A collection of
This is GitHub’s collection of
.gitignore file templates. We use this
list to populate the
.gitignore template choosers
available in the GitHub.com interface when creating new
repositories and files.
For more information about how
work, and how to use them, the following resources are a great
place to start:
- The Ignoring Files chapter of the Pro Git book.
- The Ignoring Files article on the GitHub Help site.
- The gitignore(5) manual page.
We support a collection of templates, organized in this way:
- the root folder contains templates in common use, to help people get started with popular programming languages and technologies. These define a meaningful set of rules to help get started, and ensure you are not committing unimportant files into your repository
Globalcontains templates for various editors, tools and operating systems that can be used in different situations. It is recommended that you either add these to your global template or merge these rules into your project-specific templates if you want to use them permanently.
communitycontains specialized templates for other popular languages, tools and project, which don't currently belong in the mainstream templates. These should be added to your project-specific templates when you decide to adopt the framework or tool.
What makes a good template?
A template should contain a set of rules to help Git repositories work with a specific programming language, framework, tool or environment.
If it's not possible to curate a small set of useful rules for this situation, then the template is not a good fit for this collection.
If a template is mostly a list of files installed by a
particular version of some software (e.g. a PHP framework), it
could live under the
community directory. See versioned templates for
If you have a small set of rules, or want to support a technology that is not widely in use, and still believe this will be helpful to others, please read the section about specialized templates for more details.
Include details when opening pull request if the template is important and visible. We may not accept it immediately, but we can promote it to the root at a later date based on interest.
Please also understand that we can’t list every tool that ever existed. Our aim is to curate a collection of the most common and helpful templates, not to make sure we cover every project possible. If we choose not to include your language, tool, or project, it’s not because it’s not awesome.
We’d love for you to help us improve this project. To help us keep this collection high quality, we request that contributions adhere to the following guidelines.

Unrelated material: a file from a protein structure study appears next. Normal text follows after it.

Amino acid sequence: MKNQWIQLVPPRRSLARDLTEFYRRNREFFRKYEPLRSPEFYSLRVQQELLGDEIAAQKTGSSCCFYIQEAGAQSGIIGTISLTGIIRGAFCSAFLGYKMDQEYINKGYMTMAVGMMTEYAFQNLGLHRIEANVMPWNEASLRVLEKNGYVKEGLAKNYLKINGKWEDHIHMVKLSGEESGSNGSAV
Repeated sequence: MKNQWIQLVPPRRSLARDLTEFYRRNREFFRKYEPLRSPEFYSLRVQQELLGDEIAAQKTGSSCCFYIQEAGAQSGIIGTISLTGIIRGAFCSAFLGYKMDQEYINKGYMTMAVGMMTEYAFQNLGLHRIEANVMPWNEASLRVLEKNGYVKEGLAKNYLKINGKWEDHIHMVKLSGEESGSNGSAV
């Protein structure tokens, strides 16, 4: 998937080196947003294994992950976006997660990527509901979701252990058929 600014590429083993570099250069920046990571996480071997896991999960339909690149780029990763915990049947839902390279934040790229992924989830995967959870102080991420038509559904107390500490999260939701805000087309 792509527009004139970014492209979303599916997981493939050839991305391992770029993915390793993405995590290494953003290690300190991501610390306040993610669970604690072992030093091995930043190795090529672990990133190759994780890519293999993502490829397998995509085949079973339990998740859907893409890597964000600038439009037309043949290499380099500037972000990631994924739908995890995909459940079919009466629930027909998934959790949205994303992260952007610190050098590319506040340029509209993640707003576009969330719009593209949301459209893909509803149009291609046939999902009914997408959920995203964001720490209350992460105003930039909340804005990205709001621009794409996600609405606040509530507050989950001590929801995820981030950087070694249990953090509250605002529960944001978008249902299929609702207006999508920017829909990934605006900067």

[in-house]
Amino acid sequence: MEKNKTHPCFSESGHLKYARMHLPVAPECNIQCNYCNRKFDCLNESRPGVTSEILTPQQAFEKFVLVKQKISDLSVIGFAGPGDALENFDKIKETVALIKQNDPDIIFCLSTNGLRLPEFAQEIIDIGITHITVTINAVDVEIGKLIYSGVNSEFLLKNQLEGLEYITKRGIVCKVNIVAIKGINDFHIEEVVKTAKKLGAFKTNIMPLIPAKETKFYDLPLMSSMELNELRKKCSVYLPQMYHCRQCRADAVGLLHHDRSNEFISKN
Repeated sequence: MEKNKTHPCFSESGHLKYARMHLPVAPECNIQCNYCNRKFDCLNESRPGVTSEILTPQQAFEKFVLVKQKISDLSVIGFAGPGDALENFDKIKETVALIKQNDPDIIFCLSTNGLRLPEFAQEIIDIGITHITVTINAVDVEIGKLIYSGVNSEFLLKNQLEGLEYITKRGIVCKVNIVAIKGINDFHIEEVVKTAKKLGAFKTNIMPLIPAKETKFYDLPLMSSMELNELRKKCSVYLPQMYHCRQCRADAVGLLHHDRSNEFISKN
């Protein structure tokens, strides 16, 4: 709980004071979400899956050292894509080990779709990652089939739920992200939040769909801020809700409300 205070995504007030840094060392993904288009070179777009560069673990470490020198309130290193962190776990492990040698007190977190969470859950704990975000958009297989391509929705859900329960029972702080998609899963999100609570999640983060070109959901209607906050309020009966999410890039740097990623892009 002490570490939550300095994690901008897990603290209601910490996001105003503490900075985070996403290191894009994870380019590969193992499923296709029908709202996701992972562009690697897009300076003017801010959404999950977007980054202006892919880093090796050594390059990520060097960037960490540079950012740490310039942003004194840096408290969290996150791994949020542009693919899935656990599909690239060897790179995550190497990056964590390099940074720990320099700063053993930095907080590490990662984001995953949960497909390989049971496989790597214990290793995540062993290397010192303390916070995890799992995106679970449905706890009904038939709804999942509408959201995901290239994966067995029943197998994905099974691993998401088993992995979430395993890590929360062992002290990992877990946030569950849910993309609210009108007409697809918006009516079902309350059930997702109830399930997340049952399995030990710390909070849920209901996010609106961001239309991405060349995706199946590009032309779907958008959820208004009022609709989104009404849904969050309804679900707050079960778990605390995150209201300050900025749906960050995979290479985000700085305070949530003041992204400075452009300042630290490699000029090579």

Provide a link to the application or project’s homepage. Unless it’s extremely popular, there’s a chance the maintainers don’t know about or use the language, framework, editor, app, or project your change applies to.
Provide links to documentation supporting the change you’re making. Current, canonical documentation mentioning the files being ignored is best. If documentation isn’t available to support your change, do the best you can to explain what the files being ignored are for.
Explain why you’re making a change. Even if it seems self-evident, please take a sentence or two to tell us why your change or addition should happen. It’s especially helpful to articulate why this change applies to everyone who works with the applicable technology, rather than just you or your team.
Please consider the scope of your change. If your change is specific to a certain language or framework, then make sure the change is made to the template for that language or framework, rather than to the template for an editor, tool, or operating system.
Please only modify one template per pull request. This helps keep pull requests and feedback focused on a specific project or technology.
In general, the more you can do to help us understand the change you’re making, the more likely we’ll be to accept your contribution quickly.
Some templates can change greatly between versions, and if you wish to contribute to this repository we need to follow this specific flow:
- the template at the root should be the current supported version
- the template at the root should not have a version in the filename (i.e. "evergreen")
- previous versions of templates should live under
- previous versions of the template should embed the version in the filename, for readability
This helps ensure users get the latest version (because they'll use whatever is at the root) but helps maintainers support older versions still in the wild.
If you have a template that you would like to contribute, but it
isn't quite mainstream, please consider adding this to the
community directory under a folder that best suits
where it belongs.
The rules in your specialized template should be specific to the framework or tool, and any additional templates should be mentioned in a comment in the header of the template.
For example, this template might live at
# gitignore template for InforCRM (formerly SalesLogix) # website: https://www.infor.com/product-summary/cx/infor-crm/ # # Recommended: VisualStudio.gitignore # Ignore model files that are auto-generated ModelIndex.xml ExportedFiles.xml # Ignore deployment files [Mm]odel/[Dd]eployment # Force include portal SupportFiles !Model/Portal/*/SupportFiles/[Bb]in/ !Model/Portal/PortalTemplates/*/SupportFiles/[Bb]in
Here’s how we suggest you go about proposing a change to this project:
- Fork this project to your account.
- Create a branch for the change you intend to make.
- Make your changes to your fork.
- Send a pull request from your fork’s branch to
Using the web-based interface to make changes is fine too, and will help you by automatically forking the project and prompting to send a pull request too.